but Interamericano prevailed,getttting us one step closer to the win. The semifinals were packed with high energy. The girls took-on Colegio Americano de Guatemala and classified for the semifinals for the second time since 2011. The boys played the Marian Baker School from Costa Rica, a team that had just beaten the Buldogs (in picture above) from Sampedrana in the quarter finals. Even though MBS beat us in size and weight of the players, our team never gave up and always kept up. It was a very fair game of basketball and a full hour of maximum excitement and fast speed. At the end Marian Baker made a couple more baskets and won their spot in the quarter finals. The girls’ semi-finals game against the defending champions (AST), was also a tough challenge. They lost the game, but were able to score a total of 40.

Eleven boys and seven girls (in the picture below), all Interamerican athletes by their own right, took the challenge on. Teams from six different countries competed in Tegucigalpa for the win. AASCA 2013 was invitational, which means that teams from both larger and smaller schools contested in the tournaCongratulations to all players for your commitment ment. to the game, to your team and to your school. The first game of the group phase was the toughest for both teams. The boys faced the defending champion from the past two years. Even though they lost the game, Interamericano held title of the the most points in a single game (with exception of the final) against the extremely well prepared Salvadorian team. The girls had to play the team from San Pedro, Honduras, for their first game and lost. This left motivation on high for the second games of the day.The boys played Lincoln school from Costa Rica in an intensely exciting game and took the win, while the girls faced off the American Nicaraguan School right after and won easily. Friday morning was reserved for the last group games and defined the matchups for the quarter finals. The girls team faced the team from Colegio Internacional San Salvador and won their game comfortably. The boys played the American School of Nicaragua, a team that we lost to last year. Both teams gave a ferocious challenge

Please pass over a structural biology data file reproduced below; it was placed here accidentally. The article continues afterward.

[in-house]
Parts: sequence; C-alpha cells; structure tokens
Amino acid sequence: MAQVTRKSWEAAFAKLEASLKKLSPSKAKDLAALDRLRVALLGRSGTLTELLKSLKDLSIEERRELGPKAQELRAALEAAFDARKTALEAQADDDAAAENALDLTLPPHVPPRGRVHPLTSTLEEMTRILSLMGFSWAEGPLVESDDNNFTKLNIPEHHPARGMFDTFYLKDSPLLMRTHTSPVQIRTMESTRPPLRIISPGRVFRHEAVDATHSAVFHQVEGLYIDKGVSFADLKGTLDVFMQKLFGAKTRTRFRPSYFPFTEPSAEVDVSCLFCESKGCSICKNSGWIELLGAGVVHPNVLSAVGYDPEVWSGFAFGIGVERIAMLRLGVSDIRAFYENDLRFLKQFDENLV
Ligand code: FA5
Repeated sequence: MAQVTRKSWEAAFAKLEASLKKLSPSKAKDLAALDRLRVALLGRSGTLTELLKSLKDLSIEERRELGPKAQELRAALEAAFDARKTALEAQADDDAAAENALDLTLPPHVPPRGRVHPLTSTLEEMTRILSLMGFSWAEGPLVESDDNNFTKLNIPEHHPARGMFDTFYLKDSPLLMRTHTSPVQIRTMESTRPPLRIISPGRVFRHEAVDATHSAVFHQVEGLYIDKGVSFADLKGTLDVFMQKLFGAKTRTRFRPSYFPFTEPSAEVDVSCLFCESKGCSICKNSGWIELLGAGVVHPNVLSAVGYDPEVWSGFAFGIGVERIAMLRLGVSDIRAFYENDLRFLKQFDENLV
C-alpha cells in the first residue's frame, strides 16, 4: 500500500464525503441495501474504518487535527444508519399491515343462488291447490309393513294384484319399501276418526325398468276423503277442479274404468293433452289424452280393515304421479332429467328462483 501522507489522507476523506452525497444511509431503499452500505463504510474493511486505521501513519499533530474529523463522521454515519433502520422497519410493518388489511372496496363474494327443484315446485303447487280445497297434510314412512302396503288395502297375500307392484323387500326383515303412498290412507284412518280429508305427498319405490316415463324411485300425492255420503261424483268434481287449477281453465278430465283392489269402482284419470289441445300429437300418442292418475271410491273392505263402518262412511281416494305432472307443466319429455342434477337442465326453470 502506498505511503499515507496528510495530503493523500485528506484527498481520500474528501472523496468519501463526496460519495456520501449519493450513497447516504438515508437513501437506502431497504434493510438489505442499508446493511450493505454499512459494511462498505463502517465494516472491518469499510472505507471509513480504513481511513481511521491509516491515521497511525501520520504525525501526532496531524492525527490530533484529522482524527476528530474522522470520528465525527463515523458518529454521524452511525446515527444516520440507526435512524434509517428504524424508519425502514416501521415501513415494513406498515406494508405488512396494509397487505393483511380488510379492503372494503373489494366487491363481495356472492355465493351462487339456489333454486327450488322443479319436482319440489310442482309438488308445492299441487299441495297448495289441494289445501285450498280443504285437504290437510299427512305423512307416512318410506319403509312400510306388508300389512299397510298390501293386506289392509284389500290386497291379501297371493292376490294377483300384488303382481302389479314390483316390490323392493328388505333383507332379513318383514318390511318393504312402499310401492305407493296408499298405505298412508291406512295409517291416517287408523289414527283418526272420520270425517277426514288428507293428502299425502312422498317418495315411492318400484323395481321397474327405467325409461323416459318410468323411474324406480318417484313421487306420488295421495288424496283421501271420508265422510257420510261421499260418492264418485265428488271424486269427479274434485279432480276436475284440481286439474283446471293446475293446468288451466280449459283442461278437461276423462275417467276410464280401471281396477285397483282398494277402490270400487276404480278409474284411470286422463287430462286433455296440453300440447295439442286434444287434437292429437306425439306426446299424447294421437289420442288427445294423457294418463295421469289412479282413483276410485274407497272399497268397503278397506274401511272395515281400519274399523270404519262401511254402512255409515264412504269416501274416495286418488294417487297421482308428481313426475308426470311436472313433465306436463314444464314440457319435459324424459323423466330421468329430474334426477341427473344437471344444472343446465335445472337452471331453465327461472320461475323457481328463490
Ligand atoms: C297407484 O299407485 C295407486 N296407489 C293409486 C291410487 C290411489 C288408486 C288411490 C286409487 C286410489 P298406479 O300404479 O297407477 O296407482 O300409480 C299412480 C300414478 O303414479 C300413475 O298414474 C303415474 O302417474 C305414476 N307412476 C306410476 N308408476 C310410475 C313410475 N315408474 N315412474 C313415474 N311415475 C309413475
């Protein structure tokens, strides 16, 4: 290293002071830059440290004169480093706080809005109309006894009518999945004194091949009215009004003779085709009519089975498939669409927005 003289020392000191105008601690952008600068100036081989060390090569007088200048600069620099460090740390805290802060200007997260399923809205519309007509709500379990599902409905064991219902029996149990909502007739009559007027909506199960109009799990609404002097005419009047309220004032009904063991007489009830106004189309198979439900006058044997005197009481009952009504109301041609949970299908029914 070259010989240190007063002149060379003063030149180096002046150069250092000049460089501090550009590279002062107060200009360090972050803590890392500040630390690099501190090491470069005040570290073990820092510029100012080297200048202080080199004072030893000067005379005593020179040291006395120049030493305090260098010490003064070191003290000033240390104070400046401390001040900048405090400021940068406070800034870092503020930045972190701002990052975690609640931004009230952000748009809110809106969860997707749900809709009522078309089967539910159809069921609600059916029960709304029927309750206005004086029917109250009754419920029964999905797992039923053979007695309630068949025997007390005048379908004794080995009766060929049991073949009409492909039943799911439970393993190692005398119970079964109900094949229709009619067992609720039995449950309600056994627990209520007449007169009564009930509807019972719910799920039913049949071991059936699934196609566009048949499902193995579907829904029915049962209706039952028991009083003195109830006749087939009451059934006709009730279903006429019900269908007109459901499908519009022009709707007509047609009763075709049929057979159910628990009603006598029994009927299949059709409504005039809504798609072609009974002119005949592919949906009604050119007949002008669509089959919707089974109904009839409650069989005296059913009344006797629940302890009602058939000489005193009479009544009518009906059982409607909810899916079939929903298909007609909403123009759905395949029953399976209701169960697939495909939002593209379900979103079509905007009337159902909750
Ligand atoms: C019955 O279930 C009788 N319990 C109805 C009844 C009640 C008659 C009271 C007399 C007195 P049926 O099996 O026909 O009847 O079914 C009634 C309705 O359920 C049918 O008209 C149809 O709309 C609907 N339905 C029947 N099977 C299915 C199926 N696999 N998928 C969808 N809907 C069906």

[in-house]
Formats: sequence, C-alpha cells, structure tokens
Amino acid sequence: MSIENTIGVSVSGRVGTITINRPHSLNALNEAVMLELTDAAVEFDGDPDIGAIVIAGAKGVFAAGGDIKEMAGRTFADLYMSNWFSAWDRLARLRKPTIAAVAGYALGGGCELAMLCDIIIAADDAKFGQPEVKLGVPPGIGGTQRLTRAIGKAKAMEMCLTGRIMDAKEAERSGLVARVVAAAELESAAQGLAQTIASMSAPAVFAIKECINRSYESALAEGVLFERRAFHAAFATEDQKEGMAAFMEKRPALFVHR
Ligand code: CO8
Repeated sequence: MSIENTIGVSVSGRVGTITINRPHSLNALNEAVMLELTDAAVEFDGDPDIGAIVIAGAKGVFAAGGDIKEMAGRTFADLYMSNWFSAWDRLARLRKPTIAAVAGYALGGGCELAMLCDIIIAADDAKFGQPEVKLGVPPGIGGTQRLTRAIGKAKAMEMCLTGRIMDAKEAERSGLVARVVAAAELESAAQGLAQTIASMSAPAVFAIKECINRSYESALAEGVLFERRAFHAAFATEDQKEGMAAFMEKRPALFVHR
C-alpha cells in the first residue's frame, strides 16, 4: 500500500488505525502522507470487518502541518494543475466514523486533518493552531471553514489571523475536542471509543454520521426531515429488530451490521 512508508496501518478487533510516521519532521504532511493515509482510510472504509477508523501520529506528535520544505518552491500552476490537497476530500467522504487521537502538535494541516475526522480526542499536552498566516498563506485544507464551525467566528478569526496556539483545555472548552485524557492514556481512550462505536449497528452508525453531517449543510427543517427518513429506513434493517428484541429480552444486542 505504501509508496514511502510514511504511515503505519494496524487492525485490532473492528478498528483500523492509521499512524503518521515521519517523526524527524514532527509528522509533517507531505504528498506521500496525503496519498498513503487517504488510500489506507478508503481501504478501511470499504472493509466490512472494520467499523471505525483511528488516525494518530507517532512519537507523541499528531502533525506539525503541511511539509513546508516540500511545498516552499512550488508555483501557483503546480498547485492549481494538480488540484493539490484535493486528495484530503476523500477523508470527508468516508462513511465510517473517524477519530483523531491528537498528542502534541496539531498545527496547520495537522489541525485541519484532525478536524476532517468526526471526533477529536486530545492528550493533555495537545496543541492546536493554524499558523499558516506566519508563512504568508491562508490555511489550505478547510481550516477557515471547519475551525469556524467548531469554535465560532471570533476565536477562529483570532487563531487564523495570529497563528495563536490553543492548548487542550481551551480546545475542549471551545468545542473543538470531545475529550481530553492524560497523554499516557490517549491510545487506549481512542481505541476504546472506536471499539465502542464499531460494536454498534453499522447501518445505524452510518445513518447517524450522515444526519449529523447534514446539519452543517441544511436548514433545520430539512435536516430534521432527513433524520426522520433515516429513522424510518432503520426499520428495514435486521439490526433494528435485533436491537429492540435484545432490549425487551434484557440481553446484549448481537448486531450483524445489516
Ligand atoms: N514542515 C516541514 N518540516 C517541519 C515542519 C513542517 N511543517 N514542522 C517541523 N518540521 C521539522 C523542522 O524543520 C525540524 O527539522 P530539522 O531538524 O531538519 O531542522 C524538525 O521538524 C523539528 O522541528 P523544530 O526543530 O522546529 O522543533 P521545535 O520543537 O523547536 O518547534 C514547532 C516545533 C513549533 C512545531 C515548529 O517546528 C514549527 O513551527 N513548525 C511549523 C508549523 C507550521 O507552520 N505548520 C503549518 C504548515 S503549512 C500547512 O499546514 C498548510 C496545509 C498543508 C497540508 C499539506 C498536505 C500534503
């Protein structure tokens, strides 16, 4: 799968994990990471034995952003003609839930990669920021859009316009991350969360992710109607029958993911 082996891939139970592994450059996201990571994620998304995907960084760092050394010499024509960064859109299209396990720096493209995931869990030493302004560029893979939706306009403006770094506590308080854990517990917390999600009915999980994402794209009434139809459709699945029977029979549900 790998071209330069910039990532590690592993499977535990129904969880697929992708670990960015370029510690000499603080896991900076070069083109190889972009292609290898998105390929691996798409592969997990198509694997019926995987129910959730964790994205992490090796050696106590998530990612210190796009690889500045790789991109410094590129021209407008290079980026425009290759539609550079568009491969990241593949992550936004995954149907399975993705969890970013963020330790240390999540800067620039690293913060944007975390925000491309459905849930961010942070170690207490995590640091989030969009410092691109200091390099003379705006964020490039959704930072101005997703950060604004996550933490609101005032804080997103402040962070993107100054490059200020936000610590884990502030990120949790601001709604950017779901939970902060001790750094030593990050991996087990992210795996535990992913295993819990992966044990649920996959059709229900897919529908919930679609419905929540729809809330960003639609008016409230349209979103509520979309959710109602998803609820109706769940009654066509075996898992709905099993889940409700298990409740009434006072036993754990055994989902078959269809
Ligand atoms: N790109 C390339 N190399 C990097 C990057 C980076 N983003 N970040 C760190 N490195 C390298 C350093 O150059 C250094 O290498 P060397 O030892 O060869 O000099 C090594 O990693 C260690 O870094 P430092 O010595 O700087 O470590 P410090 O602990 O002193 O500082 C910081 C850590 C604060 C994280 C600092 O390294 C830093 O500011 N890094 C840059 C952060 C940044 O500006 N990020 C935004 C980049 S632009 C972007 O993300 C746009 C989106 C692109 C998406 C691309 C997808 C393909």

All Star Team Girls


All Star Team Boys



Interact issue 2  

Read about the wonderful things happening at Colegio Interamericano in this Second Issue of INTERACT MAGAZINE.

Interact issue 2  

Read about the wonderful things happening at Colegio Interamericano in this Second Issue of INTERACT MAGAZINE.